Friday, December 30, 2011

A Retreat at Home!

Have you ever done this?  Had your own quilting "retreat" in your own home?  

Well, I decided to do just that this past couple of days.  I decided, after doing so much sewing for dead-lines, to just work on some loose-ends and do some of my own "stuff."  I have to say it felt wonderful!  I stayed in my PJ's and sewed on what-ever I felt like working on and did I ever get a lot done!

 

First I decided to put together those little postage stamp baskets that I made a long time ago for my Postage Stamp Basket video tutorial into a nice little wall quilt.  I just love vintage blocks in 30's prints!  I plan on hand-quilting this so I've layered it and will hand-quilt at my leisure now ;-)

 

Next I was a couple months behind on Accuquilt's BOM so I decided to get caught up on that.  The block on the left I am less than thrilled about - I had altered their piecing method to make the blue one solid strip but I think that it is just way too much blue!  I think I am going to rip that off and alter the block so there is less blue and maybe a couple more leaves.  It just doesn't seem to fit to me.  Or, maybe I'll just sub out the entire block with something else.  I haven't decided yet.

 

I found this panel in my stash with  co-ordinating fabrics and thought that I could whip up 4 preemie quilts for our local NICU.  I try to make several of these every year.  Sometimes I make just 4 or 5 but other years I have made 20 or so :-D  I love the safari fabrics and I think that they might appeal to new parent who have been to Africa.  When I look at these I think about a couple of our friends who have spent time living in Africa and how they would be perfect for them!

Our NICU likes our preemie quilts to be about 22" square to 24" square.  If you are interested in making some of these for your local NICU make sure that you check to see what they would like first - since I have been told that other hospitals like other sizes.  If you would like to see a tutorial on how I do the "inside-out" method to make these so that you don't need to do a binding you can find one here.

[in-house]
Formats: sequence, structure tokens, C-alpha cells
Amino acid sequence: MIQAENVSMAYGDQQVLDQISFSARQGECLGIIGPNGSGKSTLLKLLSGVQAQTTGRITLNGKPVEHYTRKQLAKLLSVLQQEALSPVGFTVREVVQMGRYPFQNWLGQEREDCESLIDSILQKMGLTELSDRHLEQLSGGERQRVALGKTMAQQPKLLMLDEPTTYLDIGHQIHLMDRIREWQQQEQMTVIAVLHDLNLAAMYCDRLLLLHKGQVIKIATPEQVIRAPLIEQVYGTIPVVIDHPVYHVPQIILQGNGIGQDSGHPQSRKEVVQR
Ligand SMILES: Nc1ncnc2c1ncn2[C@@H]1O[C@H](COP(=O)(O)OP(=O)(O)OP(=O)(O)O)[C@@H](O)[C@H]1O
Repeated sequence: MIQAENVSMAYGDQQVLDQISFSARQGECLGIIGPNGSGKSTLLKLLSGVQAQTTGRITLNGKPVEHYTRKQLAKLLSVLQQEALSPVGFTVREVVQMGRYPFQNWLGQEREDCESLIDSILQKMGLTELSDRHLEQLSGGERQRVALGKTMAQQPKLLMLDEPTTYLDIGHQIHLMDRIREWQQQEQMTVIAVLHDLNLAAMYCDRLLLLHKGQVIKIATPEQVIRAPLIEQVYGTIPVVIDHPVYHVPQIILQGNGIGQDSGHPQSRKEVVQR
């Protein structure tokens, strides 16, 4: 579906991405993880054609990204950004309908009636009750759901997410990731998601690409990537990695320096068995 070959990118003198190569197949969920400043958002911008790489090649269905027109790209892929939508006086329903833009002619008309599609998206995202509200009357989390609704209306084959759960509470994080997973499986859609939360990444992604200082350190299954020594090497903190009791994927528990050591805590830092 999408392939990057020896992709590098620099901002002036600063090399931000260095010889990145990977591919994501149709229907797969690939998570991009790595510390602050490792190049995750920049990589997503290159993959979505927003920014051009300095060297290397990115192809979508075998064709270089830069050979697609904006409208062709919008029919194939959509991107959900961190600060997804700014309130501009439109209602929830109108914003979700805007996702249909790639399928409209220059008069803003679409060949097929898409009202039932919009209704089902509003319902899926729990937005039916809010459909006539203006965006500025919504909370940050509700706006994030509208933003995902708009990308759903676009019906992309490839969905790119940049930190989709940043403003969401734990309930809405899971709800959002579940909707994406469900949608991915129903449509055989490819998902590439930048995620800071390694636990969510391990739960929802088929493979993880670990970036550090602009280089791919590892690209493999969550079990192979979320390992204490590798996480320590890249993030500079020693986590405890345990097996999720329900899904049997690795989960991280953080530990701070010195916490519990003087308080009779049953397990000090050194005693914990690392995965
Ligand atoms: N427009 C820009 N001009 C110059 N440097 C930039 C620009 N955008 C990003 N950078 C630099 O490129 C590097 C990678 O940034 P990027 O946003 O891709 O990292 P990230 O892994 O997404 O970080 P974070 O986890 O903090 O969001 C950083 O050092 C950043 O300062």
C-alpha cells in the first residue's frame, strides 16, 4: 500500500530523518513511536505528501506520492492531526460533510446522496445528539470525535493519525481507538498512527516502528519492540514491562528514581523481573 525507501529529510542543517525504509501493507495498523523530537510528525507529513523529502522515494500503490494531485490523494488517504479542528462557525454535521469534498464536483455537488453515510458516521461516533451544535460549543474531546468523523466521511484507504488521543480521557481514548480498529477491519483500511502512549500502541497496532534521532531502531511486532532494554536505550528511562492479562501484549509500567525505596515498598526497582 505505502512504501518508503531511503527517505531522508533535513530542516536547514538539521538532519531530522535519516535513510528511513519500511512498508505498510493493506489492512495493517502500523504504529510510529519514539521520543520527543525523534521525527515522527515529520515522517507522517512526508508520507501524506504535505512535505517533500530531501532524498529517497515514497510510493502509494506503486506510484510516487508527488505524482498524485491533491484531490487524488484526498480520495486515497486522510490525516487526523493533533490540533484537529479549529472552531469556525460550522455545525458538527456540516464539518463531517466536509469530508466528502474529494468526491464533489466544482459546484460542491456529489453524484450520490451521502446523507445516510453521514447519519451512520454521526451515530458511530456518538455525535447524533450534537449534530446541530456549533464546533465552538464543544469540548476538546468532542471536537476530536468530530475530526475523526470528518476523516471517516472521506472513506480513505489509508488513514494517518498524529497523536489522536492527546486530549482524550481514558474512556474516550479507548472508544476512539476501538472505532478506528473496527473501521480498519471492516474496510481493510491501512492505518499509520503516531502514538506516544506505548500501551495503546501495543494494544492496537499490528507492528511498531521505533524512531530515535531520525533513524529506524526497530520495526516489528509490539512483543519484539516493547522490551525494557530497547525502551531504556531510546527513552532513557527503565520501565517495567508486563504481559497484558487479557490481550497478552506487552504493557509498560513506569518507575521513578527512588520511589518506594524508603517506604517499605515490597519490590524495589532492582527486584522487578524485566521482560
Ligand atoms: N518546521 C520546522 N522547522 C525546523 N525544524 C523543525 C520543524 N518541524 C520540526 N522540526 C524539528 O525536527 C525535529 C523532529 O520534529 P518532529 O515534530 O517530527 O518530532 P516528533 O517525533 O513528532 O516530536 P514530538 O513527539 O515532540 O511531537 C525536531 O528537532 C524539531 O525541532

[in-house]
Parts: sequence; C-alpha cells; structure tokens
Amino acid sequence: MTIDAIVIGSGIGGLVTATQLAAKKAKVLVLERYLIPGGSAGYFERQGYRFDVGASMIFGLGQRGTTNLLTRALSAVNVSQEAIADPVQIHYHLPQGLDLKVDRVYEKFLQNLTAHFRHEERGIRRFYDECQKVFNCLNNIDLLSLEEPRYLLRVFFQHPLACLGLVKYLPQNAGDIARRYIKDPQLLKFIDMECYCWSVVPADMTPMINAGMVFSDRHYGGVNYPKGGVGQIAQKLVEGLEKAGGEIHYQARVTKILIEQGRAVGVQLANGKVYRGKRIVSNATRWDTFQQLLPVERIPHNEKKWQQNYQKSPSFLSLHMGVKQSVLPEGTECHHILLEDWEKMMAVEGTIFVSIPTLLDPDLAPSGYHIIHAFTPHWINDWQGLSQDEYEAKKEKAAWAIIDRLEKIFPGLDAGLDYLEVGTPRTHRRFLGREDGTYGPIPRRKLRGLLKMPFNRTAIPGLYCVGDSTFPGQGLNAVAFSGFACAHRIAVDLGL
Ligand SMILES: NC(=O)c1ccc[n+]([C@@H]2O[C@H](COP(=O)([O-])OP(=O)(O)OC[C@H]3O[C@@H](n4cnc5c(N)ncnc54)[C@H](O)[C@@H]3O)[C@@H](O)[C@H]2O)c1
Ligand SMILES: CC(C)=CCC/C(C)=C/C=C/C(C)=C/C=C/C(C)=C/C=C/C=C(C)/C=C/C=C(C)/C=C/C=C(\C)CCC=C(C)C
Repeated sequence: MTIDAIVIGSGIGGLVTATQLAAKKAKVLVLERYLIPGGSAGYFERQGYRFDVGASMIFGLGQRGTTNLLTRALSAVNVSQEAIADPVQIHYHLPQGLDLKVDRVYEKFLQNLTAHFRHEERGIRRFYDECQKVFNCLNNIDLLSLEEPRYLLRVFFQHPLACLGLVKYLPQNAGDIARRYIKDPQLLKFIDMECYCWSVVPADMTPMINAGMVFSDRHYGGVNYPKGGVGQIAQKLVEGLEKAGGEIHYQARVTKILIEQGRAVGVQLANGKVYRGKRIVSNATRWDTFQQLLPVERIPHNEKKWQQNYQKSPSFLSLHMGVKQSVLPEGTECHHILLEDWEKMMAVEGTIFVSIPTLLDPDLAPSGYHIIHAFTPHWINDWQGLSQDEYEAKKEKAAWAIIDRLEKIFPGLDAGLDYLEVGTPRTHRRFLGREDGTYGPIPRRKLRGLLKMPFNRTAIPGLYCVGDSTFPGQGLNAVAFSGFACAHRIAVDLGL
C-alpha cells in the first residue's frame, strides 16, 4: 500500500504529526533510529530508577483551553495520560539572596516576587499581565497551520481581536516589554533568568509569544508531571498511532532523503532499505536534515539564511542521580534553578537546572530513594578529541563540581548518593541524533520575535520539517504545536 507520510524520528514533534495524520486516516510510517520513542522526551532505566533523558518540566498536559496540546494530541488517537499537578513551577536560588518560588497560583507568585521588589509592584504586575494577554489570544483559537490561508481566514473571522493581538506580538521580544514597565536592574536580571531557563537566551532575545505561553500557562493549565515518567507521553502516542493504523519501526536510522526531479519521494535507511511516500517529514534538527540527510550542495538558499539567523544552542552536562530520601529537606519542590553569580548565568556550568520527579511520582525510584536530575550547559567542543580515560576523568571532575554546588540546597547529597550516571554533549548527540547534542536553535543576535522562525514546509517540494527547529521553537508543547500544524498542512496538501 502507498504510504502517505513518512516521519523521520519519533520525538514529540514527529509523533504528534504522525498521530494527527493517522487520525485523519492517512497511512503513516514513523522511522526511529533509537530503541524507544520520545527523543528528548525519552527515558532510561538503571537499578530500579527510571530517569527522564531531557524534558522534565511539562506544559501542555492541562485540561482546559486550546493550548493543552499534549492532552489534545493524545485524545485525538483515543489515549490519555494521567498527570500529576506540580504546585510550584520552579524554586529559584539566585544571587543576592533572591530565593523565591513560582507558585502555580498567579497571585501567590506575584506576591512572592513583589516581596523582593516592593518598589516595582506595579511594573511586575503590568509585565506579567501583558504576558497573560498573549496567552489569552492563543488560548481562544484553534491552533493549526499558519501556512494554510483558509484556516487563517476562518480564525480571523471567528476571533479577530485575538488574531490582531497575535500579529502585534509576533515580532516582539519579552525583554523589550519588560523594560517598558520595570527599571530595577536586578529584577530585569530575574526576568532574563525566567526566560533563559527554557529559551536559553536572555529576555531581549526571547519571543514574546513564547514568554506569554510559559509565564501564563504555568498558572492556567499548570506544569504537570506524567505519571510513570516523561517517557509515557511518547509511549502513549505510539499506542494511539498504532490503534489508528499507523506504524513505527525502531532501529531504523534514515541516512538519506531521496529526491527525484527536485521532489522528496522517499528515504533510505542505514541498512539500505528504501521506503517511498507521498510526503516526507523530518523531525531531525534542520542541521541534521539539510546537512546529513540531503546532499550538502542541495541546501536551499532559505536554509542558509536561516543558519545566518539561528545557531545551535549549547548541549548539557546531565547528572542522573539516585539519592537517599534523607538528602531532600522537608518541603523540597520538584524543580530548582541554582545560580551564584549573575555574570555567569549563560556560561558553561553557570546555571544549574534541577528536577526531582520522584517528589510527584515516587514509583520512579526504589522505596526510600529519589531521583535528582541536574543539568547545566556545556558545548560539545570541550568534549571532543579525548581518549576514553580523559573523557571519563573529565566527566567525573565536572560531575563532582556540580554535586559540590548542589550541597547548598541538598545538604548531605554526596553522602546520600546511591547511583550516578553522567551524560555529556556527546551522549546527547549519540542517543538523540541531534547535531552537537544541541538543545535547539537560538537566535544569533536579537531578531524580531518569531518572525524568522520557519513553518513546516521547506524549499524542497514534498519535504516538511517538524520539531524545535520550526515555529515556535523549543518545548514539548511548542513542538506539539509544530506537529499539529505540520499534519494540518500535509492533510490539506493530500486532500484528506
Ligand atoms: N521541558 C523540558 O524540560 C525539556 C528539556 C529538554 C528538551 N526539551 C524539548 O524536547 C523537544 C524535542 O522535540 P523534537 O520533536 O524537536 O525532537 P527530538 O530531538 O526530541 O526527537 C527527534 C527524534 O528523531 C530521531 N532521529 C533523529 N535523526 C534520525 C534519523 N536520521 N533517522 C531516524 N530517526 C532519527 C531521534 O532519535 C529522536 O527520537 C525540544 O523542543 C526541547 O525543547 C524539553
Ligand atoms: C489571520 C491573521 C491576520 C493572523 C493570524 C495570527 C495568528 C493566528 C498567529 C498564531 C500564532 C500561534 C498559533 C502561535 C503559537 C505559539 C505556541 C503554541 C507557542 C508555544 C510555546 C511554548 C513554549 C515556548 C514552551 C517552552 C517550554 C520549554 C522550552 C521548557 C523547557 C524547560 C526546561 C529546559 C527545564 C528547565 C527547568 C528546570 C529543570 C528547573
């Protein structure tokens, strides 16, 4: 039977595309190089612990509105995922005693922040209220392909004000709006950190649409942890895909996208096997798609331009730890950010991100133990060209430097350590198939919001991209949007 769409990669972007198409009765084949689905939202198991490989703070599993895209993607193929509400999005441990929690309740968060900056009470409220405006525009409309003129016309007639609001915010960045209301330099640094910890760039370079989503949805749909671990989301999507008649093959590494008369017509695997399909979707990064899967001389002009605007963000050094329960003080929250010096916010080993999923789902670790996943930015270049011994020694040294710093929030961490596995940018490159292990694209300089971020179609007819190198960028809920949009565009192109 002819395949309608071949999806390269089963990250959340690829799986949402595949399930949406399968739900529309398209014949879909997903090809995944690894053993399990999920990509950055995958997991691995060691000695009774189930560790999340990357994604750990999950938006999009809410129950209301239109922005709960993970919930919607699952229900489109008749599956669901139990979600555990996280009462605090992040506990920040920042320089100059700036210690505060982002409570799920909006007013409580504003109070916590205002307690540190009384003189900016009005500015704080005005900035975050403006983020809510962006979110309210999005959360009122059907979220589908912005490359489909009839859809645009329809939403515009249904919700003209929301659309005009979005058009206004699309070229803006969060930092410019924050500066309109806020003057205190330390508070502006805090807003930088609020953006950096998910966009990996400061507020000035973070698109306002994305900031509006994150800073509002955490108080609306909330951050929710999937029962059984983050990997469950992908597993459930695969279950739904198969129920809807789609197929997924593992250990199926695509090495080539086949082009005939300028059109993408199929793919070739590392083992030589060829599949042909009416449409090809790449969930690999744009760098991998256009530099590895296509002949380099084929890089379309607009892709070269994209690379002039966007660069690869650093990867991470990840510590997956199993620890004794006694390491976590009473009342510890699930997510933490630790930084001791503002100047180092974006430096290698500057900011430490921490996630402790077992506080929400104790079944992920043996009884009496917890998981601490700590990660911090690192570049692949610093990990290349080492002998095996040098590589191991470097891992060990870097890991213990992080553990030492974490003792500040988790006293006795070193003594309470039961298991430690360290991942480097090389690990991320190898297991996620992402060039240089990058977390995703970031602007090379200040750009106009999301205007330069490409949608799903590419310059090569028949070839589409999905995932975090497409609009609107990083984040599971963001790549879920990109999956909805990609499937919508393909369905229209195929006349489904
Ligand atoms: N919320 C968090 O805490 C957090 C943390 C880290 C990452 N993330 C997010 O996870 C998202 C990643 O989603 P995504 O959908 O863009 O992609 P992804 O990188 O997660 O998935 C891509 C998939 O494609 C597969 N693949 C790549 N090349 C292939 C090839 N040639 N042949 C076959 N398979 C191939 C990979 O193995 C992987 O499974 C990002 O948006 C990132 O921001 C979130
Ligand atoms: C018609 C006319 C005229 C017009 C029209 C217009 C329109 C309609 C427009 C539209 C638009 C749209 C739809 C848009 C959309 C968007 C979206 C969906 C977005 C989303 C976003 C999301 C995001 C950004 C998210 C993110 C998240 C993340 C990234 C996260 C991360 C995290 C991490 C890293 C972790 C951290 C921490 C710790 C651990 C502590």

I used the same fabrics and another jungle print for the backs.  I love how they turned out!  Now I have 4 little quilts for 4 little babies ready to be turned in.  Wait!  I'm the one collecting the preemie quilts for our guild LOL!  Looks like I'll just go put them with the others ;-)

 

After I had finished trimming allllllllllll those HST I decided to get those pin-wheels finished and ready for my next leaders and enders quilt.  This was a picture I had found on the web and really liked it so I adapted it for my 2" squares.  I love the optical illusion it creates.  When I showed my husband and Mother the blocks I needed they argued with me for a couple of minutes telling me that I was wrong!  So, finally I had to cover up all but one row of the quilt and show them the blocks - pine-wheel, 16-patch - etc - and then they could see it. 
I needed 15 pinwheels going one way and 16 of the mirror image.  That is all finished now and I am happy with the way that they turned out.  Now I just have all those 16-patches to finish.  I feel a little guilty working on this leaders and enders quilt when the one I am working on is not finished yet.  But, I've found that when I feel like working on something I should strike while the iron is hot!

 

Next I pulled out all those rag squares I cut with my 8.5" rag die when I was demoing the Accuquilt Go! for a local quilt shop and for my rag die video tutorial and had set aside to work on later - sigh.  These are ready to be quilted now but I am debating on how I want to quilt them - just the large X or free motion?

I pulled out all my long pieces of batting scraps and was able to cut enough squares of batting (6.5" square) to line the entire quilt!  This will be a 7 x 9 setting  63 squares all together all from scrap batting!  Yey I love using up scraps of batting for rag quilts!  I remember years ago I worked for a quilt shop and people would come in and say - I need 3 meters of batting for this rag quilt.  I would always ask them if they had any batting scraps, cut from the edges of finished quilts, sitting around?  Usually, unless they were a newbie, they would say YES!  I would then suggest that they use those up and then come back and buy what they needed to finish.  People would be thrilled I had made the suggestion.  I'm not sure that the quilt shop was thrilled LOL!  But, people were happy to find a use for those bits.

Sometimes I/we can get bogged down by stuff; UFO's, WIP's, stash, scraps, batting bits, to do lists etc.  The last couple days I gave myself permission to get some of those things done and out of the way or at least make some progress on them.  I used only what I had on hand and what I had already started.  I have to say - I feel great!  I was able to bust some stash and de-clutter my mind and sewing area and now I feel like working on these projects more now and getting more things out of the way.  YEY!